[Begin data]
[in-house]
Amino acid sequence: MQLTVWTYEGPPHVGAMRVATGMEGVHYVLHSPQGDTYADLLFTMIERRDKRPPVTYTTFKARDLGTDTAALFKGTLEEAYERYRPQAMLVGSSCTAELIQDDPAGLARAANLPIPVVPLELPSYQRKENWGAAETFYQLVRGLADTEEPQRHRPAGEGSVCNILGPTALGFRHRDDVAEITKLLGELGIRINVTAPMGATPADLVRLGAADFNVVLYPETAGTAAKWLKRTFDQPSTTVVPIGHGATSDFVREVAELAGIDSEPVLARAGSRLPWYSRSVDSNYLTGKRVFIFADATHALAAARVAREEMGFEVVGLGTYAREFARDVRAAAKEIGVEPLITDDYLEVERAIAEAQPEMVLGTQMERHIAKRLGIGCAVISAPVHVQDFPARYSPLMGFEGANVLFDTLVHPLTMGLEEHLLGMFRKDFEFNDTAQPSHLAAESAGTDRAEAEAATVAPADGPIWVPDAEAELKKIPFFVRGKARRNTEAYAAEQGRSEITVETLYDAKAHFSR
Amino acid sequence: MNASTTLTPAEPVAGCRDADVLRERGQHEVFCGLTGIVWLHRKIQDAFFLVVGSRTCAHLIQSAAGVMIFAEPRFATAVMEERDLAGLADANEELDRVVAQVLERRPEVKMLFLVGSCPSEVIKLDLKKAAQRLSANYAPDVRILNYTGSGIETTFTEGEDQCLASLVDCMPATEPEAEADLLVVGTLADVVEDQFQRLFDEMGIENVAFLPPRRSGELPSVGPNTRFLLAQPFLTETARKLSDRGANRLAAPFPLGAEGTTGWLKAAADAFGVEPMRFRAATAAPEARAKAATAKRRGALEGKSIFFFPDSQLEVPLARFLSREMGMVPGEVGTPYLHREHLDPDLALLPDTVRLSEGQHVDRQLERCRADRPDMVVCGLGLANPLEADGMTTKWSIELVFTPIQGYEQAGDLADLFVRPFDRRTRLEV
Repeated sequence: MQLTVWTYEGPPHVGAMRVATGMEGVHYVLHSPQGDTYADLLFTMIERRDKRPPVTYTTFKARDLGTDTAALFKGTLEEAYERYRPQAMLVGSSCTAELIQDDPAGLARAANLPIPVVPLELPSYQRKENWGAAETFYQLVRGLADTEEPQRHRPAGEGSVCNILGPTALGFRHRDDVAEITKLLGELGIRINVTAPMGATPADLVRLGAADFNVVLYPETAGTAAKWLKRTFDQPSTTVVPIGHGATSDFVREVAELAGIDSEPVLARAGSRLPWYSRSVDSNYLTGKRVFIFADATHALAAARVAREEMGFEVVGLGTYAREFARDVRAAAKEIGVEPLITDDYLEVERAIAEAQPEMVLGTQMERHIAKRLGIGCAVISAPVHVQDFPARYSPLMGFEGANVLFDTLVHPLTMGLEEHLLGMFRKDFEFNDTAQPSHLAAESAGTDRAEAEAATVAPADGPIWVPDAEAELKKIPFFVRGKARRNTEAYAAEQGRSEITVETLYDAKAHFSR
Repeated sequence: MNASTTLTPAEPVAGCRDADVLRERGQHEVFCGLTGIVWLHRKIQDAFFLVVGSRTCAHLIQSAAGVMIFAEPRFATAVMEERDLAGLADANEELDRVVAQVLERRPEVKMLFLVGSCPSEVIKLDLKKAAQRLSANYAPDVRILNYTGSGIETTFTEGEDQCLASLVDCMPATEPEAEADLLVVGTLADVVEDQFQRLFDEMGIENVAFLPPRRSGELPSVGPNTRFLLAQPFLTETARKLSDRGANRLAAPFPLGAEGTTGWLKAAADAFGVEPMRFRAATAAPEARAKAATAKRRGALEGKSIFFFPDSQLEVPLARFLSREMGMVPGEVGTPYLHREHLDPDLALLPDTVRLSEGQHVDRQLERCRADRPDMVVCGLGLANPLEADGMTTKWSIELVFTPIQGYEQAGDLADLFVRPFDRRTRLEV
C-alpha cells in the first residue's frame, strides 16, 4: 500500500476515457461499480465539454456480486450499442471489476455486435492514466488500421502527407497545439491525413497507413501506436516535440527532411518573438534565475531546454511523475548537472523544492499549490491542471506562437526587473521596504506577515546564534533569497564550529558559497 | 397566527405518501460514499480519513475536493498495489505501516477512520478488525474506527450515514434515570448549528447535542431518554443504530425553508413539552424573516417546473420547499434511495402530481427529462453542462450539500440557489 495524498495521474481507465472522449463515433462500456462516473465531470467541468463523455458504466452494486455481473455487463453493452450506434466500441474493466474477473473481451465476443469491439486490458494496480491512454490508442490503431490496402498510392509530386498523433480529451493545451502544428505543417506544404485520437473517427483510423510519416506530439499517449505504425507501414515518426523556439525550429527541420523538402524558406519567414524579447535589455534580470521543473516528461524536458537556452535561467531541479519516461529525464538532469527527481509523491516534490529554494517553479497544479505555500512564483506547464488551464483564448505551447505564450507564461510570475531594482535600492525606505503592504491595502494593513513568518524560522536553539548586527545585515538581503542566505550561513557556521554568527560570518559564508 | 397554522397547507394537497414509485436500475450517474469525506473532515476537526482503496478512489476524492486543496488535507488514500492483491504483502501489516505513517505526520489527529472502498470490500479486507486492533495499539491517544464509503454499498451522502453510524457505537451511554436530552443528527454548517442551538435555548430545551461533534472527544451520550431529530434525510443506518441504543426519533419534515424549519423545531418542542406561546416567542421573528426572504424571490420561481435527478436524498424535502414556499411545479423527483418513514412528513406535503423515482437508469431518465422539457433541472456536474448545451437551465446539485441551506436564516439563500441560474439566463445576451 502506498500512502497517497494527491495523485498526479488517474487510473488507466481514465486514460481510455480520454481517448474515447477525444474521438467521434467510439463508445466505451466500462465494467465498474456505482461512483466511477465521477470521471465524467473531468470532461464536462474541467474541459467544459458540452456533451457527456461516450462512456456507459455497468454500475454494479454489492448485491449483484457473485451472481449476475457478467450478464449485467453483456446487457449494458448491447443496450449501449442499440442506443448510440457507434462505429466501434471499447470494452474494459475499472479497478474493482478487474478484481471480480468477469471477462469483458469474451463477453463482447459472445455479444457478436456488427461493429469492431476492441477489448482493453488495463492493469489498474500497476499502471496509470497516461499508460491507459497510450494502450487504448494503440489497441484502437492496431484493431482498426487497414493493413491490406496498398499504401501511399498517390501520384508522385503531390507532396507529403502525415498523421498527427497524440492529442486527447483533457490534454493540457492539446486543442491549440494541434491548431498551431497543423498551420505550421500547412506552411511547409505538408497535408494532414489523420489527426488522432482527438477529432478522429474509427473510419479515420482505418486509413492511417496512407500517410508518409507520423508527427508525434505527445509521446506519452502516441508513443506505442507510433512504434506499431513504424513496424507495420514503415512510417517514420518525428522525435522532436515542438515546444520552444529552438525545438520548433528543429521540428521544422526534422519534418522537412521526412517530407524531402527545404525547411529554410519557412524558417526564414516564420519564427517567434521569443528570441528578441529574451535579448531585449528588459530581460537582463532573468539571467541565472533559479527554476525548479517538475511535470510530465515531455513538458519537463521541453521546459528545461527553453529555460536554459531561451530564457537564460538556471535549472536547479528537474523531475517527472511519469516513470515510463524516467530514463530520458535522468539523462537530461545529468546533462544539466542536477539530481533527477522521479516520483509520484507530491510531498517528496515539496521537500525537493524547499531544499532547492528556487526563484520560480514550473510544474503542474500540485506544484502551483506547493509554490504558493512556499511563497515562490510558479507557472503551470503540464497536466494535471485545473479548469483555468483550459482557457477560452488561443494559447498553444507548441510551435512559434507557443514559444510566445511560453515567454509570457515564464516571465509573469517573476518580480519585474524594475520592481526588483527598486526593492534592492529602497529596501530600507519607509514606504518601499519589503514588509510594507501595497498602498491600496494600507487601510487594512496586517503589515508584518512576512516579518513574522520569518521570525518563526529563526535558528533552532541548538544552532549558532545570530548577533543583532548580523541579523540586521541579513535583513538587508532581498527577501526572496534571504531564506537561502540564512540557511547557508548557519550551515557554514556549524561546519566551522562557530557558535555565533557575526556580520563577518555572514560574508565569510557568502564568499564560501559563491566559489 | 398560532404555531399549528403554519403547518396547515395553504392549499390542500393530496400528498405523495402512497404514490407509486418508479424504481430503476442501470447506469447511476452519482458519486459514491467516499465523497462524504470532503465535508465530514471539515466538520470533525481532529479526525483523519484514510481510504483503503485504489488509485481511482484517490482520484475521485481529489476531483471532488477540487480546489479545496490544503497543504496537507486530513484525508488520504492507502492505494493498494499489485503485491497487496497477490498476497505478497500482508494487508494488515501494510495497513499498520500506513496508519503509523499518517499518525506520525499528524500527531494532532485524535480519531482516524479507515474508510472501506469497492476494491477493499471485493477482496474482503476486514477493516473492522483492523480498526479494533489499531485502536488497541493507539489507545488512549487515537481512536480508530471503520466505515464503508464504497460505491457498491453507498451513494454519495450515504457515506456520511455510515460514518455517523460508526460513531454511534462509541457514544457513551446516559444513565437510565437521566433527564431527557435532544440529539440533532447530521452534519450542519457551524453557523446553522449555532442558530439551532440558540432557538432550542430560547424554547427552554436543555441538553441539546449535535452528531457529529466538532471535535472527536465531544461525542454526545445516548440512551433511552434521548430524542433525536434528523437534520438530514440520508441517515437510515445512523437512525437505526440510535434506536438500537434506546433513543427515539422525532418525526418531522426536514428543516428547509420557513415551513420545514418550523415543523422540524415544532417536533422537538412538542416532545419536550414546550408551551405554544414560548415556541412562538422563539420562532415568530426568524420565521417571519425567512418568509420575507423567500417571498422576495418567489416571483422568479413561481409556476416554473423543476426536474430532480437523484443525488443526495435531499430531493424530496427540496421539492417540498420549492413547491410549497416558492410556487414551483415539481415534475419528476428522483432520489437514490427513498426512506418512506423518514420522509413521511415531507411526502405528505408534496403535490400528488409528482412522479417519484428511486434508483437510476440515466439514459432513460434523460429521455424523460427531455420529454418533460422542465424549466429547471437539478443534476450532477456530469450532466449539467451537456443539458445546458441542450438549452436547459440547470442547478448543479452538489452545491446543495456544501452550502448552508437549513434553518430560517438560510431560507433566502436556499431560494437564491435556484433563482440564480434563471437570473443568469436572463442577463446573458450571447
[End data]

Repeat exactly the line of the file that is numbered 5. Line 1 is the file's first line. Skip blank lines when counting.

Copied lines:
Repeated sequence: MNASTTLTPAEPVAGCRDADVLRERGQHEVFCGLTGIVWLHRKIQDAFFLVVGSRTCAHLIQSAAGVMIFAEPRFATAVMEERDLAGLADANEELDRVVAQVLERRPEVKMLFLVGSCPSEVIKLDLKKAAQRLSANYAPDVRILNYTGSGIETTFTEGEDQCLASLVDCMPATEPEAEADLLVVGTLADVVEDQFQRLFDEMGIENVAFLPPRRSGELPSVGPNTRFLLAQPFLTETARKLSDRGANRLAAPFPLGAEGTTGWLKAAADAFGVEPMRFRAATAAPEARAKAATAKRRGALEGKSIFFFPDSQLEVPLARFLSREMGMVPGEVGTPYLHREHLDPDLALLPDTVRLSEGQHVDRQLERCRADRPDMVVCGLGLANPLEADGMTTKWSIELVFTPIQGYEQAGDLADLFVRPFDRRTRLEV